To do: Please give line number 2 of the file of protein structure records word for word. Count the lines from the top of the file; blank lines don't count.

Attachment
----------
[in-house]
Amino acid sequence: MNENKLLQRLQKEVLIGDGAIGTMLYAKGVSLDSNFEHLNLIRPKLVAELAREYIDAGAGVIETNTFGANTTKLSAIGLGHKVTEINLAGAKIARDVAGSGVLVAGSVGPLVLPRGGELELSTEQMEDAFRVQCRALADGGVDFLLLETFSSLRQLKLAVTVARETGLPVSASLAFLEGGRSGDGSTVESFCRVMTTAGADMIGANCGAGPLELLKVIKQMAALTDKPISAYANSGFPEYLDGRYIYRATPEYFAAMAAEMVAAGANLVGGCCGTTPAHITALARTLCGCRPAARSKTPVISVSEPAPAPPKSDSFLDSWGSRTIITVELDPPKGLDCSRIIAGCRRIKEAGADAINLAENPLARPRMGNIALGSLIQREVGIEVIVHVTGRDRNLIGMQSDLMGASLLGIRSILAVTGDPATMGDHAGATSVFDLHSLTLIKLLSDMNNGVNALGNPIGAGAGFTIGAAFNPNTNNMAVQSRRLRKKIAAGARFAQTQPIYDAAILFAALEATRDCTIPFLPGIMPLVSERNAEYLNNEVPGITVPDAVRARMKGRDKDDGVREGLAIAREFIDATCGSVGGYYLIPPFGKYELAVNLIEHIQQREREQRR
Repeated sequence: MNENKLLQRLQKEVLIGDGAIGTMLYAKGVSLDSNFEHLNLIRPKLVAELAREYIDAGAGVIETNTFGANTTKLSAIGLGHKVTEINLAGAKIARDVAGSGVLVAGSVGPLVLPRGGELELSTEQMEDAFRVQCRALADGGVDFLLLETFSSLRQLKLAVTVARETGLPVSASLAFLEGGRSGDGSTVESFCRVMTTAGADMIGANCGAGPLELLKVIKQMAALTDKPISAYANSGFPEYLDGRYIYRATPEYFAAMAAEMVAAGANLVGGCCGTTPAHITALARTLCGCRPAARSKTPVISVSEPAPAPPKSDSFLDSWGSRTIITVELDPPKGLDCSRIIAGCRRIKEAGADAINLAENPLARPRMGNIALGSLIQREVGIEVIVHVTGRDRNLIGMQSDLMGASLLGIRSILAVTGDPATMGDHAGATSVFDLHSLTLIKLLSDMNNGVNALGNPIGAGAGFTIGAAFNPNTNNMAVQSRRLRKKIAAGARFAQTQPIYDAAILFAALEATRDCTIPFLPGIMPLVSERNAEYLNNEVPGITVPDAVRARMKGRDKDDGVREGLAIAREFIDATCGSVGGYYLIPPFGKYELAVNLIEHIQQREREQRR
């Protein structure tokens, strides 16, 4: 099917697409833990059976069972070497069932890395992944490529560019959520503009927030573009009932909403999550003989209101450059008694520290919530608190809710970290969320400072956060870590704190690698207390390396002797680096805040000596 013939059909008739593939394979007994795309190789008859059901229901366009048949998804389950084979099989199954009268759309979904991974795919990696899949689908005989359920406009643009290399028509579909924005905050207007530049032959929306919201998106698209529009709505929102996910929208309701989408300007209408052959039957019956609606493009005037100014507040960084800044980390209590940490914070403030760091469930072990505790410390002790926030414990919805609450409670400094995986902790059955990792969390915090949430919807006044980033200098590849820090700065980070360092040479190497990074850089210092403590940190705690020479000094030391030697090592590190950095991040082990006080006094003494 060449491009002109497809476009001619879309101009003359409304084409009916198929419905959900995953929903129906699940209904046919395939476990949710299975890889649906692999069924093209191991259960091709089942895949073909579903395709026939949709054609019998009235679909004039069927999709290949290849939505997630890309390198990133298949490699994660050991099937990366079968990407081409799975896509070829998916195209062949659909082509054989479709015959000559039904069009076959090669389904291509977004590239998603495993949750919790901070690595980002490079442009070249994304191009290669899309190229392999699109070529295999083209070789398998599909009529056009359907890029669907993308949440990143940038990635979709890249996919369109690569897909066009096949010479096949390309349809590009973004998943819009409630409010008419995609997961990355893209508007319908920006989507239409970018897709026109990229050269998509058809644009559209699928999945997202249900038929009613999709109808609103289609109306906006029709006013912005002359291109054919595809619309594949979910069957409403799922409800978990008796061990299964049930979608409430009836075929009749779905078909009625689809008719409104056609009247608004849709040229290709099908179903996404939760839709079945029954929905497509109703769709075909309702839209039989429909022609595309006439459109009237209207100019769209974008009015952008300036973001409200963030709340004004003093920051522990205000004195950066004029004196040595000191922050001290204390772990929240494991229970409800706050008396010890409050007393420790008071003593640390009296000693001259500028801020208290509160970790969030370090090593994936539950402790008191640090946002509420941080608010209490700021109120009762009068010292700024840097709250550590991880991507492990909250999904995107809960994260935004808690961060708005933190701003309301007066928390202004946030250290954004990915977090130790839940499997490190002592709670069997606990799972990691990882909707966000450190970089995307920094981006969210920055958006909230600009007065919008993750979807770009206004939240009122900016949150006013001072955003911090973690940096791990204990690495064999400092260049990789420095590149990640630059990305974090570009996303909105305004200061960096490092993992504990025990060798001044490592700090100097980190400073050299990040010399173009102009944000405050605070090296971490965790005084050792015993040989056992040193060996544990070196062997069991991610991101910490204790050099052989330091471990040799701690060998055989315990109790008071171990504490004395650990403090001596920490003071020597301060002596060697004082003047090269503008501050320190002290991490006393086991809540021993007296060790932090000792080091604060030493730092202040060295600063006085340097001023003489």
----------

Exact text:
Amino acid sequence: MNENKLLQRLQKEVLIGDGAIGTMLYAKGVSLDSNFEHLNLIRPKLVAELAREYIDAGAGVIETNTFGANTTKLSAIGLGHKVTEINLAGAKIARDVAGSGVLVAGSVGPLVLPRGGELELSTEQMEDAFRVQCRALADGGVDFLLLETFSSLRQLKLAVTVARETGLPVSASLAFLEGGRSGDGSTVESFCRVMTTAGADMIGANCGAGPLELLKVIKQMAALTDKPISAYANSGFPEYLDGRYIYRATPEYFAAMAAEMVAAGANLVGGCCGTTPAHITALARTLCGCRPAARSKTPVISVSEPAPAPPKSDSFLDSWGSRTIITVELDPPKGLDCSRIIAGCRRIKEAGADAINLAENPLARPRMGNIALGSLIQREVGIEVIVHVTGRDRNLIGMQSDLMGASLLGIRSILAVTGDPATMGDHAGATSVFDLHSLTLIKLLSDMNNGVNALGNPIGAGAGFTIGAAFNPNTNNMAVQSRRLRKKIAAGARFAQTQPIYDAAILFAALEATRDCTIPFLPGIMPLVSERNAEYLNNEVPGITVPDAVRARMKGRDKDDGVREGLAIAREFIDATCGSVGGYYLIPPFGKYELAVNLIEHIQQREREQRR